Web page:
(05262019 05:08 PM)Albert Chan Wrote: Hi, pier4r I'm probably wrong somewhere (or dont understand how you calculate the %) but I dont find the same result with this program in newRPL. For the first million I get : { 4.09. 8.02. 8.34. 4.53. 5.59. 3.58. 7.41. 8.47. 6.46. 6.93. 3.66. 7.94. 8.85. 6.51. 5.58. 4.02. } Code: « I takes only 0.96s with the simulator for the first million, 85sec on a HP50g hdw. 10 millions takes only 15sec Code: [ 

05272019, 10:53 PM
Post: #26




RE: Strange behaviour of prime numbers
(05272019 09:35 PM)Gilles Wrote: I'm probably wrong somewhere (or dont understand how you calculate the %) but I dont find the same result with this program in newRPL. For the first million I get : Hi, Gilles I don't think your code counted 1 million primes, but only primes below 1 million. In other words, only PrimePi[10^6] = 78498 primes. Tried lastdigitdist[Range[78498]], and it matches above posted distribution. 

05282019, 02:36 AM
Post: #27




RE: Strange behaviour of prime numbers
(05272019 04:42 PM)Thomas Okken Wrote: Publickey cryptography is based on algorithms that can generate large primes easily, while relying on the difficulty of factoring the products of two large primes. It may be the only practical application of abstract algebra that I've ever encountered, but it's a big one. Well, full disclosure I actually did know that one (from a past life) and I should have noted that exception. I imagine there are likely several others though; since research seems to be done by folks in lots of technical areas (not just mathematicians) I've wondered if there are applications/challenges in those other areas they are seeking to find answers to. Bob Prosperi 

05282019, 05:56 AM
(This post was last modified: 05282019 09:25 AM by Gilles.)
Post: #28




RE: Strange behaviour of prime numbers
(05272019 10:53 PM)Albert Chan Wrote:(05272019 09:35 PM)Gilles Wrote: I'm probably wrong somewhere ... You are right Albert ! Code must be : Code: « Same resuts as yours in 28,5 sec on my PC 

05282019, 06:21 AM
(This post was last modified: 05282019 02:15 PM by fred_76.)
Post: #29




RE: Strange behaviour of prime numbers
The % I gave are calculated :
% = [Nb of primes ending by n followed by a prime ending by m] / [Nb of primes ending by n in the sample] x 100 What you did is : % = [Nb of primes ending by n followed by a prime ending by m] / [Nb of primes in the sample] x 100 If I calculate as you for the first million primes (and not primes up to 1 millions), the result is very close to your's (in brackets) : 11 : 4.29% (4.3%) 13 : 7.748% (7.7%) 17 : 7.945% (7.9%) 19 : 5.02% (5.0%) 31 : 5.83% (5.8%) 33 : 3.97% (4.0%) 37 : 7.28% (7.3%) 39 : 7.94% (7.9%) 71 : 6.42% (6.4%) 73 : 6.86% (6.9%) 77 : 3.96% (4.0%) 79 : 7.76% (7.8%) 91 : 8.46% (8.5%) 93 : 6.44% (6.4%) 97 : 5.81% (5.8%) 99 : 4.28% (4.3%) For the first 10 millions primes, with your method : 11 : 4.47% 13 : 7.56% 17 : 7.70% 19 : 5.27% 31 : 5.93% 33 : 4.22% 37 : 7.15% 39 : 7.70% 71 : 6.39% 73 : 6.82% 77 : 4.22% 79 : 7.57% 91 : 8.20% 93 : 6.40% 97 : 5.93% 99 : 4.46% Fred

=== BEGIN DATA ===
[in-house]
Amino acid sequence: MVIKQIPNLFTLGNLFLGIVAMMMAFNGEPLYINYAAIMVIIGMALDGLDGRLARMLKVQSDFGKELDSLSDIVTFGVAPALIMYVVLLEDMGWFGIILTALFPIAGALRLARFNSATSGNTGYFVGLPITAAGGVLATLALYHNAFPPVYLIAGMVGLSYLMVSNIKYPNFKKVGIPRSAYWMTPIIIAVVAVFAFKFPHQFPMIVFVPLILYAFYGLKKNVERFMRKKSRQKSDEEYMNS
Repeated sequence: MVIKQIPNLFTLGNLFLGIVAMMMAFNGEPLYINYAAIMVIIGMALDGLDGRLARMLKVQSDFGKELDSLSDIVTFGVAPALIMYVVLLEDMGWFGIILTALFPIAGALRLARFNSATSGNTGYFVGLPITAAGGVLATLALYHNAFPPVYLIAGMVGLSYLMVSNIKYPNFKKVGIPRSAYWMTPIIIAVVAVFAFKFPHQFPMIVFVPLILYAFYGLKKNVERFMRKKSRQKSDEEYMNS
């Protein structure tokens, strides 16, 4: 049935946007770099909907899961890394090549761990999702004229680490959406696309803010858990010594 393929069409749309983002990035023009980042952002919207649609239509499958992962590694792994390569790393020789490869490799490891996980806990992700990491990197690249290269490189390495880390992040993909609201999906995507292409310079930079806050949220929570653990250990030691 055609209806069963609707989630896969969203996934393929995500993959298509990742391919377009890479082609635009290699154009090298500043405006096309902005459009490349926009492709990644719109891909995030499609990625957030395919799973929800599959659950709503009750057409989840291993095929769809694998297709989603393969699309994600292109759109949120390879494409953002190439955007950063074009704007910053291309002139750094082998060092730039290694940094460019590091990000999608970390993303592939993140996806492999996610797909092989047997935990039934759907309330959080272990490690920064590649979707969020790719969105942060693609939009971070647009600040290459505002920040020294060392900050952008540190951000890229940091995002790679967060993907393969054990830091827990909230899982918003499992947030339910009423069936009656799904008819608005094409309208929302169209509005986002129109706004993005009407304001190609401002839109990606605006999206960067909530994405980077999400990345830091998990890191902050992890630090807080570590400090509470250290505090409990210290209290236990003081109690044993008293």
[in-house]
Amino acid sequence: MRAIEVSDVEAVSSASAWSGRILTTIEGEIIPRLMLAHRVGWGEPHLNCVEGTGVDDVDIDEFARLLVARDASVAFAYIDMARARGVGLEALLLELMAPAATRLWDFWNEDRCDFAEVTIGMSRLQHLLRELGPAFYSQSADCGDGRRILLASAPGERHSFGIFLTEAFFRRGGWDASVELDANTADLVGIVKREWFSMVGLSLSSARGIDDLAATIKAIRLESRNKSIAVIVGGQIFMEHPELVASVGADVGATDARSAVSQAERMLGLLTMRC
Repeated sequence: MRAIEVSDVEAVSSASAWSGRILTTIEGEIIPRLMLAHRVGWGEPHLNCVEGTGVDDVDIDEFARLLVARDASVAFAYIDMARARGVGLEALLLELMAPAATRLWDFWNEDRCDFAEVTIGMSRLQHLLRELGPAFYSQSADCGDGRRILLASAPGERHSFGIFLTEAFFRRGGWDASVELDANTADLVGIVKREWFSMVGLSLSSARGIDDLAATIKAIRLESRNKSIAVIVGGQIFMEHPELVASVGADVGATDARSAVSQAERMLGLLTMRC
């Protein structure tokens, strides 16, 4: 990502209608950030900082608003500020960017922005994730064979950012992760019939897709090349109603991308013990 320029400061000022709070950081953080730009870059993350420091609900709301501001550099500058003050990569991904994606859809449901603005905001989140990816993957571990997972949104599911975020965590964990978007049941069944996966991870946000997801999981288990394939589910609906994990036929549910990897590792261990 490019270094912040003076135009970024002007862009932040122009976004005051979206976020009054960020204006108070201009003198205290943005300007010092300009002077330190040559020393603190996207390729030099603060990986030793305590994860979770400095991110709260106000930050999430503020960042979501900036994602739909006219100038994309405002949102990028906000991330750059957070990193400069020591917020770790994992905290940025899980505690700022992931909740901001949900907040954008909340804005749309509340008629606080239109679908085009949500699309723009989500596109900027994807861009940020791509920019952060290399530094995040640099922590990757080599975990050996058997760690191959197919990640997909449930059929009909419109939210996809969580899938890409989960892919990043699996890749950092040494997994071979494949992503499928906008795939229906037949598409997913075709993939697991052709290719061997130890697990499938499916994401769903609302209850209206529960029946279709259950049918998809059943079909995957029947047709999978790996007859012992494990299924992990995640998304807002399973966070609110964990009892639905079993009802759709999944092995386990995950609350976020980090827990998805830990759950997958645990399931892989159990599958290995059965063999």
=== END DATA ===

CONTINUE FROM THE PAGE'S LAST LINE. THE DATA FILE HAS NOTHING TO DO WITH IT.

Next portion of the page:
05282019, 05:12 PM
(This post was last modified: 05282019 10:39 PM by Gilles.)
Post: #30




RE: Strange behaviour of prime numbers
Hi Fred!
I get exactly the same results as you both for 1 and 10 millions 

05312019, 12:08 AM
Post: #31




RE: Strange behaviour of prime numbers
(05272019 05:10 PM)ijabbott Wrote: I wonder how much the results are perturbed by the larger gap between 3 and 7 (due to the missing digit 5)? It would be interesting to repeat the test for base 8 or base 16 where there are no gaps in candidate odd number last digit. The number base is irrelevant, according to this (YouTube) video (4m43s). 

05312019, 07:07 PM
(This post was last modified: 05312019 07:50 PM by Gilles.)
Post: #32




RE: Strange behaviour of prime numbers
I'm not expert of this, but I guess this could be explain by the fact that there are some links between "divisibilty" and digits of a number. The most obvious is that a number is divisible by 3 if the sum of its digits is divisible by 3.
Suppose a prime number composed like this : abc3 Of course, a+b+c+3 is not divisible by 3. Remains 1 or 2 The next number with 3 at the end is : ab(c+1)3 . And there is a probability of 50% that a+b+(c+1)+3 is divisible by 3. So the probability of ab(c+1)3 is a prime number decrease of 50%. The "gap" between the digits is also important, I imagine 

06012019, 05:04 PM
(This post was last modified: 06012019 05:05 PM by ijabbott.)
Post: #33




RE: Strange behaviour of prime numbers
(05312019 07:07 PM)Gilles Wrote: I'm not expert of this, but I guess this could be explain by the fact that there are some links between "divisibilty" and digits of a number. The most obvious is that a number is divisible by 3 if the sum of its digits is divisible by 3. That's why I suggested trying base 8 or base 16, because the base is coprime with all odd numbers. — Ian Abbott 

06012019, 05:59 PM
Post: #34




RE: Strange behaviour of prime numbers
(05262019 10:51 AM)ijabbott Wrote: There's an interesting pattern when the prime numbers are written in base 2. If a prime number ends with the digit 1, the next prime will always end with the same digit. Spooky! There's an even more interesting pattern when you list out the Mersenne Prime Numbers in base 2.